Education Panel 2: Comparative Law in Subject- and Country-Specific Contexts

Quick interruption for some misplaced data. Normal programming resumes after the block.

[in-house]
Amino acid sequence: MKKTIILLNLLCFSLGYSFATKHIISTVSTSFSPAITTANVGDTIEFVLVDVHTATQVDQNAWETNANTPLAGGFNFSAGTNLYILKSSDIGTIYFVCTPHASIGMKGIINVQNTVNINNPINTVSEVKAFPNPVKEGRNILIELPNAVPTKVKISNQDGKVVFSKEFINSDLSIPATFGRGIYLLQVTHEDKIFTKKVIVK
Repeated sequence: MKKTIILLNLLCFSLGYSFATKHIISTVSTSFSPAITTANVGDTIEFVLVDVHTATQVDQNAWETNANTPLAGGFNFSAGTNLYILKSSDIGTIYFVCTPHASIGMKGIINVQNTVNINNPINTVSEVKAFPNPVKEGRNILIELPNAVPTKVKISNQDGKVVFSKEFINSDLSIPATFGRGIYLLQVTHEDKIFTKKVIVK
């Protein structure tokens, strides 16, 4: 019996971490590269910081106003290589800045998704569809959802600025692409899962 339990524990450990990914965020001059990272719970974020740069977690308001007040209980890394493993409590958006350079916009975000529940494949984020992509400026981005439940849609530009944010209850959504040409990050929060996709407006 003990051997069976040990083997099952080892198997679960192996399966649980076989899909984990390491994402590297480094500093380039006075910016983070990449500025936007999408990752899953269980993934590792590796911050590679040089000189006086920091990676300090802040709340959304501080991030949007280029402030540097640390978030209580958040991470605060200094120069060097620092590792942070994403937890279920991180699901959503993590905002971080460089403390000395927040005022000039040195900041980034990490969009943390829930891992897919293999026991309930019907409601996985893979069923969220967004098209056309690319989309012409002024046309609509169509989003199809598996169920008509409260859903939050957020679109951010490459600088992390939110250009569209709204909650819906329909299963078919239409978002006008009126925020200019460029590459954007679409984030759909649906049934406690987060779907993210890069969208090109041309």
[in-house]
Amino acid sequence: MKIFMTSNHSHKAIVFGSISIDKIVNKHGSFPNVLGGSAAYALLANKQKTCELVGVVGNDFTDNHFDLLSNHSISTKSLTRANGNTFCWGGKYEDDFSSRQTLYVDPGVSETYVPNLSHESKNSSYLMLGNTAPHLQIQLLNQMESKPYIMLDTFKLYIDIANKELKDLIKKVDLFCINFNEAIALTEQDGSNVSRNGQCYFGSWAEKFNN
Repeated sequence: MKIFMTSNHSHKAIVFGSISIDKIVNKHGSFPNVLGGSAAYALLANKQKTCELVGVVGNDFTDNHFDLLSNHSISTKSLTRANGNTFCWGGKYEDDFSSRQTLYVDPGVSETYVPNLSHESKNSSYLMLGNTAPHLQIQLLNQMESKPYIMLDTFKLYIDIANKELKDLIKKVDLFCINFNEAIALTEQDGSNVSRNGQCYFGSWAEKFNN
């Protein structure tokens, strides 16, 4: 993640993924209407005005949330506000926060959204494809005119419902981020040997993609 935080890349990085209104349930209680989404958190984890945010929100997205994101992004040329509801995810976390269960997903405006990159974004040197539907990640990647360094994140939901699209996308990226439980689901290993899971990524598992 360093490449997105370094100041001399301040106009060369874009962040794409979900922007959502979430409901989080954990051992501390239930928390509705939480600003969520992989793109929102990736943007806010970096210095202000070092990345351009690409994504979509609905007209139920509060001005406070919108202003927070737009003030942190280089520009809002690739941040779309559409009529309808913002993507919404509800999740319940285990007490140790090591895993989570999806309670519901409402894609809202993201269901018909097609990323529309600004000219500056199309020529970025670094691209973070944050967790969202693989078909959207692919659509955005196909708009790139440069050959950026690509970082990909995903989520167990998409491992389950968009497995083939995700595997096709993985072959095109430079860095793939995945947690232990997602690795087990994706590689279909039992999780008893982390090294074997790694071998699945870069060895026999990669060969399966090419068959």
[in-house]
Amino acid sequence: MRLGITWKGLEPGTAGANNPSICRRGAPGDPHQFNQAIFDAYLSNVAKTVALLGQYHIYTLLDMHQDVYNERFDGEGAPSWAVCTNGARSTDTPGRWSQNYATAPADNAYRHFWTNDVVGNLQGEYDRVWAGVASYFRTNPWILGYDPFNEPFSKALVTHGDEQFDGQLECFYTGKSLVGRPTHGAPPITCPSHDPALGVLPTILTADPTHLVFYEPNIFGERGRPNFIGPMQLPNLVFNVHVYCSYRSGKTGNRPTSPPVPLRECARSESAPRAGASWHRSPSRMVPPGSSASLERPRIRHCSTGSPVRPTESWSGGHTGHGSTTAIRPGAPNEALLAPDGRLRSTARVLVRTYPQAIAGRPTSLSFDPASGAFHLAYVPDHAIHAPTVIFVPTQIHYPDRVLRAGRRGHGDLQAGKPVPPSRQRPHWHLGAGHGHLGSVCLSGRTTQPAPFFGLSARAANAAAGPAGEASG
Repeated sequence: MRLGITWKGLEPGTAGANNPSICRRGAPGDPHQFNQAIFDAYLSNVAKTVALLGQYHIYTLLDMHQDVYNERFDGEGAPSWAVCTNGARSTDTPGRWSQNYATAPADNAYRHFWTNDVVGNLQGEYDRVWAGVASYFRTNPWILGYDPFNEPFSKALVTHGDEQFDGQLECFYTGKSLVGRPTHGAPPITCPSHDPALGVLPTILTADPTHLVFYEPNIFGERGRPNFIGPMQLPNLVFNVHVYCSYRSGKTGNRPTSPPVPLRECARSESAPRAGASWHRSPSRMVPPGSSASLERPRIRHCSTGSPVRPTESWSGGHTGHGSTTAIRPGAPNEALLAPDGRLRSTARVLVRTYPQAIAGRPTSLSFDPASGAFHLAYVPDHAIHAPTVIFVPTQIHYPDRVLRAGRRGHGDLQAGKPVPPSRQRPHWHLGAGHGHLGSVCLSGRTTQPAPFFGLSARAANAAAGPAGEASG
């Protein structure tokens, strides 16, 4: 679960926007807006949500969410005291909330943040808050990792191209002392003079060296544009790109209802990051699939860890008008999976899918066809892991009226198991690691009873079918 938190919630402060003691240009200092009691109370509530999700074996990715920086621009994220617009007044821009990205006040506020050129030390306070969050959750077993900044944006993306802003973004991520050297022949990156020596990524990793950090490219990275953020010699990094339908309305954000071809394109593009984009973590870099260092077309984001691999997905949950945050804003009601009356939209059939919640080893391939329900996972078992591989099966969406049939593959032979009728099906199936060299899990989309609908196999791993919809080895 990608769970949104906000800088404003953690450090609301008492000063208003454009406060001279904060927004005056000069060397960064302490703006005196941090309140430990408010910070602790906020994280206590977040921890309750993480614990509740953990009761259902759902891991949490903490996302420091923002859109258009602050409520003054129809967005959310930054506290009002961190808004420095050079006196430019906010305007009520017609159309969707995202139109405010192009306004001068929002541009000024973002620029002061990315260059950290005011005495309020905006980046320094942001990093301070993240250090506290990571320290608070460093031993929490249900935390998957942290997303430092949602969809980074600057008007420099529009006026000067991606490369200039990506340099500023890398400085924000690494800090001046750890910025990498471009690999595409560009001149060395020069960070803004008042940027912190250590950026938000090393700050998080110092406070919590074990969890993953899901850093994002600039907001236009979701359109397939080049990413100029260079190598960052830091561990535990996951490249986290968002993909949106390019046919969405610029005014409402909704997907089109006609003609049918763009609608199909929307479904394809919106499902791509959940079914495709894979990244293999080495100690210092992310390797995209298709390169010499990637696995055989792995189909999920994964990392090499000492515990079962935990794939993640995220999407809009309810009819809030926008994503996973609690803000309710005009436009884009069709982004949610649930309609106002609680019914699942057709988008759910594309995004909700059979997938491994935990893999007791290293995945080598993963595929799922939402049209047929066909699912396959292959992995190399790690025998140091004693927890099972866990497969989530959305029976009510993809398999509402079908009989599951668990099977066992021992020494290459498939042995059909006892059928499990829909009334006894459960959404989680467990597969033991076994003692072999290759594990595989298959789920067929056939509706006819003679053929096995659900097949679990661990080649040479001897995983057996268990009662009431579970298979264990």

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The session addressed the proliferation of comparative subject-specific courses (such as comparative constitutional law), as well as the proliferation of foreign law courses (e.g., China law), which are not strictly comparative, but which may achieve some of the objectives of a comparative law course. In many schools, these courses form the bulk, or even the entire, comparative law curriculum. What are the promises and perils of this expansion and fragmentation of the comparative law curriculum? Can subject and nation-specific courses effectively expose students to foundational concepts in comparative law so as to serve as a substitute for a core course? If an important utility of comparative law is to better understand specific areas of law, should comparative law become a pervasive feature of the law school curriculum by introducing comparative law materials into traditional courses (such as constitutional, criminal and corporate law), rather than as separate comparative law electives?

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